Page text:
Current Action Expanding

Nodes expanded 7

Current Action Backtracking

Current level 1

Current Action Expanding

Nodes expanded 8

Current Action Backtracking

Current level 2

Current level 1

Current level 0

Current level 1

Current level 2

Current Action Expanding

Nodes expanded 9

Current Action Backtracking

Current level 1

Current level 2

Current Action Expanding

Nodes expanded 10

Current Action Backtracking

Current level 1

Current level 0

Current level 1

Current level 2

Current Action Expanding

Nodes expanded 11

Current Action Backtracking

Current level 1

FINISHED SEARCH

Current level 2

BREADTH-FIRST SEARCH PATTERN

Evaluating Search Algorithms

- Evaluating against four criteria
- Optimal
- Complete
- Time complexity
- Space complexity

Evaluating Breadth First Search

- Evaluating against four criteria
- Complete?
- Yes
- Optimal?
- Yes

Evaluating Breadth First Search

- Evaluating against four criteria
- Space Complexity
- O(bd), i.e. number of leaves
- Time Complexity
- 1 b b2 b3 ... bd-1 i.e. O(bd)
- b the branching factor
- d is the depth of the search tree
- Note The space/time complexity could be less as

the solution could be found anywhere before the

dth level.

Evaluating Breadth First Search

Time and memory requirements for breadth-first

search, assuming a branching factor of 10, 100

bytes per node and searching 1000 nodes/second

Breadth First Search - Observations

- Very systematic
- If there is a solution, BFS is guaranteed to find

it - If there are several solutions, then BFS
- will always find the shallowest goal state first

and - if the cost of a solution is a non-decreasing

function of the depth then it will always find

the cheapest solution

Breadth First Search - Observations

- Space is more of a factor to breadth first search

than time - Time is still an issue
- Who has 35 years to wait for an answer to a level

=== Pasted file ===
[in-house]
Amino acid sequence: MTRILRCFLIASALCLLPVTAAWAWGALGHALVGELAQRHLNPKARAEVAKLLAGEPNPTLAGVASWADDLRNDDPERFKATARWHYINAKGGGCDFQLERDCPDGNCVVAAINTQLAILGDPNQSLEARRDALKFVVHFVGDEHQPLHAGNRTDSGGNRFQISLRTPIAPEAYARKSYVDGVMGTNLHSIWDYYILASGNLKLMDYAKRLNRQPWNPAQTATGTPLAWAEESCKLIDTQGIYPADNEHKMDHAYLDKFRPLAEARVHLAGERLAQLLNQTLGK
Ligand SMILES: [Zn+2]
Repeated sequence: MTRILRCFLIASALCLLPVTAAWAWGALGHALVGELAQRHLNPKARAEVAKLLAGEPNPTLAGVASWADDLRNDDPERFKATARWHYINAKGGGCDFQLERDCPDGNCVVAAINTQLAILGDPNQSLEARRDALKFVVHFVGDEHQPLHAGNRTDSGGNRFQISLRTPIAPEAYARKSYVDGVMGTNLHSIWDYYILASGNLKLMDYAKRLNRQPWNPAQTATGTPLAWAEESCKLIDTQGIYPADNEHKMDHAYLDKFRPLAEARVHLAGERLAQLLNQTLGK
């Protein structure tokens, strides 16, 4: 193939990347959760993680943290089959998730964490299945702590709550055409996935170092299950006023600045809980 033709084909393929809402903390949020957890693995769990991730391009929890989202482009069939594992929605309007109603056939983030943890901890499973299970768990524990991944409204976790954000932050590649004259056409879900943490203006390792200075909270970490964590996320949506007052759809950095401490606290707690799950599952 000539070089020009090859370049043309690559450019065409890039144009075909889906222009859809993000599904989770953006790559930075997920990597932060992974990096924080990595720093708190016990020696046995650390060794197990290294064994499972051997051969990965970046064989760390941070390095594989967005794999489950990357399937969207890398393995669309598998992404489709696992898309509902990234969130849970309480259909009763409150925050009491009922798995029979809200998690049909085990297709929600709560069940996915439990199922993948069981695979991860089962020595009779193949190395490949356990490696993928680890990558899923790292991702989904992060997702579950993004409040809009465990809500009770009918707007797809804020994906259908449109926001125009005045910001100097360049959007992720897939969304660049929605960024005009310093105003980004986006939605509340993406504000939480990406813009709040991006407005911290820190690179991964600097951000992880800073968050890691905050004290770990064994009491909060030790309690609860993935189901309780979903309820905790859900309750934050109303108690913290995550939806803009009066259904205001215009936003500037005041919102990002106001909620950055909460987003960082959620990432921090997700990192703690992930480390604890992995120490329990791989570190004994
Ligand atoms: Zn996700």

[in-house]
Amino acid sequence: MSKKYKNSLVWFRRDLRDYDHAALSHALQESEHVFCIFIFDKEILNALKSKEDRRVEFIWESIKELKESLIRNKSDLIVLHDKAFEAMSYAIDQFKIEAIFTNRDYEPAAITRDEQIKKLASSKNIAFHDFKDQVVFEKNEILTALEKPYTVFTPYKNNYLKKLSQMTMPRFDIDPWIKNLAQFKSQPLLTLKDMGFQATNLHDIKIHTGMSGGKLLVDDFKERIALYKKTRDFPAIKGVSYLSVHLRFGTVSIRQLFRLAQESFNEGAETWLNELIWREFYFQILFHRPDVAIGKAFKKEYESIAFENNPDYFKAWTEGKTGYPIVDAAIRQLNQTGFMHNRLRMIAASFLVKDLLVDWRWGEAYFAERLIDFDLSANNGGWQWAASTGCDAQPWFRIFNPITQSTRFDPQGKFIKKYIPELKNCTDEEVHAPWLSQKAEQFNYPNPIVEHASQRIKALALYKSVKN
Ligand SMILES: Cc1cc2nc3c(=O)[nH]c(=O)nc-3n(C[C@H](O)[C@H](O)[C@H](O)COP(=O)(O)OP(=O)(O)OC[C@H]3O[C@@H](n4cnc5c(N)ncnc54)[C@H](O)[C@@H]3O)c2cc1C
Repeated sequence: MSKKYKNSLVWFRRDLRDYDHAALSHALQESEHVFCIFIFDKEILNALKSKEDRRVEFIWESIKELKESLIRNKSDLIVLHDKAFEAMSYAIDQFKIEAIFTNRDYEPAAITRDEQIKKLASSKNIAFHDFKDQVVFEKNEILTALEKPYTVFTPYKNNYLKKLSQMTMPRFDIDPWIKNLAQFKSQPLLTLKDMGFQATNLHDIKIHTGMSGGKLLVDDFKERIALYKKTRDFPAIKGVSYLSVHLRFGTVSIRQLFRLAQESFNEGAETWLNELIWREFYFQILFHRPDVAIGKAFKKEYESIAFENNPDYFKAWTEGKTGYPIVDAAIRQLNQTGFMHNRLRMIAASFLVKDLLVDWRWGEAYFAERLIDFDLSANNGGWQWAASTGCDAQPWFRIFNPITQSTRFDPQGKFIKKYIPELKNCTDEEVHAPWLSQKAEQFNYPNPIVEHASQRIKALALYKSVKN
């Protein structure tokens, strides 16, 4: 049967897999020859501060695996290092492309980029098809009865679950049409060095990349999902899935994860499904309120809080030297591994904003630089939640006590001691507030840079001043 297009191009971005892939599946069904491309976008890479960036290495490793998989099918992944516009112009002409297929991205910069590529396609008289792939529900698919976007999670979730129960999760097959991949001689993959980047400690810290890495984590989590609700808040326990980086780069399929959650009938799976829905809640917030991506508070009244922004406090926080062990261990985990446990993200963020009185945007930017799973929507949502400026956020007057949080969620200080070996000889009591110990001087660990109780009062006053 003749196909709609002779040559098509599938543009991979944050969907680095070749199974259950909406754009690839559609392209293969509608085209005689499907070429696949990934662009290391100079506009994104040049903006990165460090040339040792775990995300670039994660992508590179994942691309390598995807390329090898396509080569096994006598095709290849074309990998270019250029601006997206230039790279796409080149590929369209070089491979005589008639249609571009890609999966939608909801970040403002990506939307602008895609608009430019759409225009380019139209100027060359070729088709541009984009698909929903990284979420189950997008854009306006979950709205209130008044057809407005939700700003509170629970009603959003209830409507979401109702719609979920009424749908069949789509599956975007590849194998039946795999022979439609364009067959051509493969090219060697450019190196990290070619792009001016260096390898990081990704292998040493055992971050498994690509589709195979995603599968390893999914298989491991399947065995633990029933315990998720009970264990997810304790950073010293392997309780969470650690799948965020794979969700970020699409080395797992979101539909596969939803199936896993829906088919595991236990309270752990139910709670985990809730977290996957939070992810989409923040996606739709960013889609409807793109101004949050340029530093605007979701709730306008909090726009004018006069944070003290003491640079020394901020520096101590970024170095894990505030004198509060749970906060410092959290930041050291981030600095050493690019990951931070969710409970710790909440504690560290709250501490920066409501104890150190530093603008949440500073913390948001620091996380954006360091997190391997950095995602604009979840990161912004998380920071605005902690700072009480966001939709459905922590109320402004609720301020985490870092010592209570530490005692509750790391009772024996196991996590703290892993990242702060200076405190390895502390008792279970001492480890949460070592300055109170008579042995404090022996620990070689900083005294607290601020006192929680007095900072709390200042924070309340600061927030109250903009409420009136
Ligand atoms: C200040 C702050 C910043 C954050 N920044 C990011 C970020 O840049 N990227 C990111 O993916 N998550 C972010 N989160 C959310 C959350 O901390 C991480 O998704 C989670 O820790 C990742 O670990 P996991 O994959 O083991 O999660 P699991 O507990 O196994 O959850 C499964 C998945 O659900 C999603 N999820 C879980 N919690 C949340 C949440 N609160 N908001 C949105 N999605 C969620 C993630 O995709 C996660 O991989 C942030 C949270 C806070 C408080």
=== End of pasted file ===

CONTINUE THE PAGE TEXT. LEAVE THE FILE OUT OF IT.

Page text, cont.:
12 problem (or even 128 days to a level 10

problem) - It could be argued that as technology gets faster

then exponential growth will not be a problem - But even if technology is 100 times faster
- we would still have to wait 35 years for a level

14 problem and what if we hit a level 15 problem!

Blind searches

- Depth First Search

Depth First Search - Method

- Expand Root Node First
- Explore one branch of the tree before exploring

another branch - Queuing function
- Adds nodes to the front of the queue

Depth First Search - Observations

- Space complexity
- Only needs to store the path from the root to the

leaf node as well as the unexpanded nodes - For a state space with a branching factor of b

and a maximum depth of m, DFS requires storage of

bm nodes - Time complexity
- is bm in the worst case

Depth First Search - Observations

- If DFS goes down a infinite branch it will not

terminate if it does not find a goal state - If it does find a solution there may be a better

solution at a lower level in the tree - Therefore, depth first search is neither complete

nor optimal

The example node set

Exercise - Show the queue status of BFS and DFS

Initial state

A

A

C

D

E

F

B

Goal state

G

H

I

J

K

L

M

N

O

P

L

Q

R

S

T

U

V

W

X

Y

Z

Heuristic searches

Blind Search vs. Heuristic Searches

- Blind search
- Randomly choose where to search in the search

tree - When problem get large, not practical any more
- Heuristic search
- Explore the node which is more likely lead to

goal state

Heuristic Searches - Characteristics

- Heuristic searches work by deciding which is the

next best node to expand - Has some domain knowledge
- Use a function to tell us how close the node is

to the goal state - Usually more efficient than blind searches
- Sometimes called an informed search
- There is no guarantee that it is the best node
- Heuristic searches estimate the cost to the goal

from its current position. It is usual to denote

the heuristic evaluation function by h(n)